The 2015 summer school has just ended and we’re getting great feedback in from the participants. It’s good to see that they are pretty happy with the experience they had (leaving aside the problem with hot water in the university accommodation – we escaped the blame for that).

“It was the most engaging and inspiring course I’ve ever been on, with the right balance between teaching sessions and workshops / exercises / group work. It has opened me up to so many new processes and resources to explore as well as highlighting areas for me to work on to improve my own work… so its really just the beginning.”

“I’m pretty sure that I learnt more relevant stuff last week than I did on my whole degree course!”

“I really enjoyed the summer school, it was a great week. The presentations, exercises and discussions made for an effective package. I also feel re-energized to do the time-consuming work of improving government information.”

We were a mix of ages and experience – new graduates, experienced designers, and non-designers wanting insight into their own issues (technical writing, legal education, parliamentary drafting, psychology). We had the luck to choose a rare sunny week in one of the wettest English summers we can remember. Bath was stunning, and we enjoyed good food, the Roman baths, and the parkland location of the School of Art on the hill above the famous Royal Crescent.

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Our approach is to blend theory, short exercises, practical projects and war stories from experienced practitioners. Theory is introduced with a light touch, not for its own sake but when it’s useful in diagnosing problems or understanding users.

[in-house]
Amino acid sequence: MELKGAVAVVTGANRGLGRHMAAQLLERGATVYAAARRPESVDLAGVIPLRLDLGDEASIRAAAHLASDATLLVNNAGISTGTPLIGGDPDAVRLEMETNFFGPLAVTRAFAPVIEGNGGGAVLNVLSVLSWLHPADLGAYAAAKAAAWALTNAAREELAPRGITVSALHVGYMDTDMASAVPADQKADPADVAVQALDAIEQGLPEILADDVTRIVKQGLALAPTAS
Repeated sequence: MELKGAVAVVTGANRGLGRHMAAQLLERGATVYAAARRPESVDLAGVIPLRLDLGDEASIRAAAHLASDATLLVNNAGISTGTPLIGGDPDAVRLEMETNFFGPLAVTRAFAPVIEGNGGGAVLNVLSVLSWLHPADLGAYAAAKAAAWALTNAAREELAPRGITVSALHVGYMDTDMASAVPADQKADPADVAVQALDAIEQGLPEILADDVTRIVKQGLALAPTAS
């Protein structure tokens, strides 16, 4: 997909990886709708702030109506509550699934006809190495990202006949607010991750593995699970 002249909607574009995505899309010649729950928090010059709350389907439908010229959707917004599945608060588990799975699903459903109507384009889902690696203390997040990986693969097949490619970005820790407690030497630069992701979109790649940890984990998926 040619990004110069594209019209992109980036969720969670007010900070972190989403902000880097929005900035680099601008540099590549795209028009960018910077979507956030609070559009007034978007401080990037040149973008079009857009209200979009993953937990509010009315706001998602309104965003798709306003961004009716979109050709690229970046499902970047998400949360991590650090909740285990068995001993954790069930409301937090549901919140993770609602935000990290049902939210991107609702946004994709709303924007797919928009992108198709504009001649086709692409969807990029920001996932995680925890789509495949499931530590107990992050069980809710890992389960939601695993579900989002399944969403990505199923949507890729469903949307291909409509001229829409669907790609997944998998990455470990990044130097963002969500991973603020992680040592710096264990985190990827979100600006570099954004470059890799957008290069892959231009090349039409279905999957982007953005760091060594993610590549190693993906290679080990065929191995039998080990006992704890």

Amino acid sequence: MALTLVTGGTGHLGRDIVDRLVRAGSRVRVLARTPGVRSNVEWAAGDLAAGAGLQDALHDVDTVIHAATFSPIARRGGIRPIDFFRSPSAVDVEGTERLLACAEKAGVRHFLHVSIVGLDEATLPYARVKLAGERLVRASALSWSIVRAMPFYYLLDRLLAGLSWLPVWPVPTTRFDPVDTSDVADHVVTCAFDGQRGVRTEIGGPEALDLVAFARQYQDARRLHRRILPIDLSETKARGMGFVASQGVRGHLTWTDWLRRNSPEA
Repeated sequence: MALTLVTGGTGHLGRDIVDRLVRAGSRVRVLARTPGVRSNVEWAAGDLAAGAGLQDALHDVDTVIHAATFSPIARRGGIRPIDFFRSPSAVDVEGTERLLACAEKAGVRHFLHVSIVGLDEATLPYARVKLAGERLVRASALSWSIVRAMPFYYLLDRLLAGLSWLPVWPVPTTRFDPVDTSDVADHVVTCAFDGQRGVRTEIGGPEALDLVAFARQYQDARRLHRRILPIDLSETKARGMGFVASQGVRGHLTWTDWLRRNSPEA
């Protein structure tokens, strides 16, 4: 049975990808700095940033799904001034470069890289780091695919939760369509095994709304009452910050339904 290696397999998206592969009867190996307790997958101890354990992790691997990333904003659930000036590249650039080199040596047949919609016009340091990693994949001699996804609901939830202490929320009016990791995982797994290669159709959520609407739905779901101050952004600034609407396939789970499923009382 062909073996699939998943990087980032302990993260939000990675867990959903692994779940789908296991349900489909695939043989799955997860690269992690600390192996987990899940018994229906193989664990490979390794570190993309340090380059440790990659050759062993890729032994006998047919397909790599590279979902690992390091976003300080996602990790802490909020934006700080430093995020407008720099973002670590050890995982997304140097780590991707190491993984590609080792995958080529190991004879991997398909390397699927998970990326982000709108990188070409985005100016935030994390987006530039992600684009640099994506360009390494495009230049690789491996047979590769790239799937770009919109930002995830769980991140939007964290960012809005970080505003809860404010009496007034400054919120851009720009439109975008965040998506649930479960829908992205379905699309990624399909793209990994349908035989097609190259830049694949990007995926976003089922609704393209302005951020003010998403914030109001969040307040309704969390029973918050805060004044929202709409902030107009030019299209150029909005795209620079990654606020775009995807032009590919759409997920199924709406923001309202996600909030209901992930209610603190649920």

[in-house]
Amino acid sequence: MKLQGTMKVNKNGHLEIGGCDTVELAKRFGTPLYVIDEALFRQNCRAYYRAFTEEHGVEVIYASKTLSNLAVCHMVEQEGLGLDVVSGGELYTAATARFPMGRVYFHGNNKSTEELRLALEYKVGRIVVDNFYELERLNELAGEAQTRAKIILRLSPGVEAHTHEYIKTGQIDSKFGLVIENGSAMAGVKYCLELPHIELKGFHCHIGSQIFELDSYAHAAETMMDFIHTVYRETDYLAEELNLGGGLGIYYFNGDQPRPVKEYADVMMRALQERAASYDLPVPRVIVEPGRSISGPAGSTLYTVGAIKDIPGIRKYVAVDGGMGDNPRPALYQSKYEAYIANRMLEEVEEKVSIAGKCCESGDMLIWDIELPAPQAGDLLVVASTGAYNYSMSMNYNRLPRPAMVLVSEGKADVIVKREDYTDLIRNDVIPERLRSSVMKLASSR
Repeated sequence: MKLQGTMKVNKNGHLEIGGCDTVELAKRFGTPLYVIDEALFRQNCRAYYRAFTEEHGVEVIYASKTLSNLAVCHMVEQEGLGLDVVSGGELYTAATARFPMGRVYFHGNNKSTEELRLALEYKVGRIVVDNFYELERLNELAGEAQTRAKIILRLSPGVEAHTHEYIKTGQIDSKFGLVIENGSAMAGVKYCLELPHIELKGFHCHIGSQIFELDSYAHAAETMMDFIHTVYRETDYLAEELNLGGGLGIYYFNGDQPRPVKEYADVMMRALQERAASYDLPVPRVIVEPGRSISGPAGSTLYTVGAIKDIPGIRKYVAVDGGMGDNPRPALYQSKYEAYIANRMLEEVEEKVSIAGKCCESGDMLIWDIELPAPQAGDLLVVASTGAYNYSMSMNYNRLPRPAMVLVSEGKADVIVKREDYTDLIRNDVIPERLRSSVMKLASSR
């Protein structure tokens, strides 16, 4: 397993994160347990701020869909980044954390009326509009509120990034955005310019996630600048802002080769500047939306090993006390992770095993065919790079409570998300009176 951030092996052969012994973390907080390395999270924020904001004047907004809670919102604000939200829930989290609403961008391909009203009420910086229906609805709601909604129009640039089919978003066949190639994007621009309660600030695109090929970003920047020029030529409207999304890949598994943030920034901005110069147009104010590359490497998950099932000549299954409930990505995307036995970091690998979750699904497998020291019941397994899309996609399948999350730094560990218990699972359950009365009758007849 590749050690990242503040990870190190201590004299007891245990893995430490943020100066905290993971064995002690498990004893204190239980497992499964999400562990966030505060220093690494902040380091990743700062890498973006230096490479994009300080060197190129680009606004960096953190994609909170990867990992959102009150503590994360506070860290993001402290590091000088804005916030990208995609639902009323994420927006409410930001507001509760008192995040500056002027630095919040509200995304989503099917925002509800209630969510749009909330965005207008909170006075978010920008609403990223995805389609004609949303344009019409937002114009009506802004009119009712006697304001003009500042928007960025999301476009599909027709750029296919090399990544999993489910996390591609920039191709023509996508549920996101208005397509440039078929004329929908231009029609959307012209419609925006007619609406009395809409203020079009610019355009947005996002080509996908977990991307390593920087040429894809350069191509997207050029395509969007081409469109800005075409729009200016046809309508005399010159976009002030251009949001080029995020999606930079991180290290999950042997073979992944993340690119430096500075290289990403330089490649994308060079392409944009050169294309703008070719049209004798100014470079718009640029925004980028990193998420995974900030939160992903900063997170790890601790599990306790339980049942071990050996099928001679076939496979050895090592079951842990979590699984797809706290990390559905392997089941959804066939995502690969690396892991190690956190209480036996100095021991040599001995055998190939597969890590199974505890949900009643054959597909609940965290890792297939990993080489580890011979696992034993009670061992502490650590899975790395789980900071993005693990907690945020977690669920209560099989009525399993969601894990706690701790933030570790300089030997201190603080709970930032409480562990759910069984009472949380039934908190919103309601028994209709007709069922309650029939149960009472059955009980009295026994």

Participants brought their own work to show and discuss, and examples of good and poor information for critiquing sessions. We believe fluency in talking about information design is the key to analysing our own work objectively and convincing others of its worth.

The project topics were: the Apple Music terms and conditions (the small print you click ‘agree’ to without reading them; the 2014 model tenancy agreement published by the Department of Communities and Local Government; and the wayfinding system for the Bath Spa University buildings we were in.

The course was led by Rob Waller and Clive Richards. Karel van der Waarde taught on two of the days, leading a session on testing, and Jenny Waller introduced a case study highlighting management issues within client organisations, and consultancy tools that address them. The summer school is run in partnership with the International Institute for Information Design.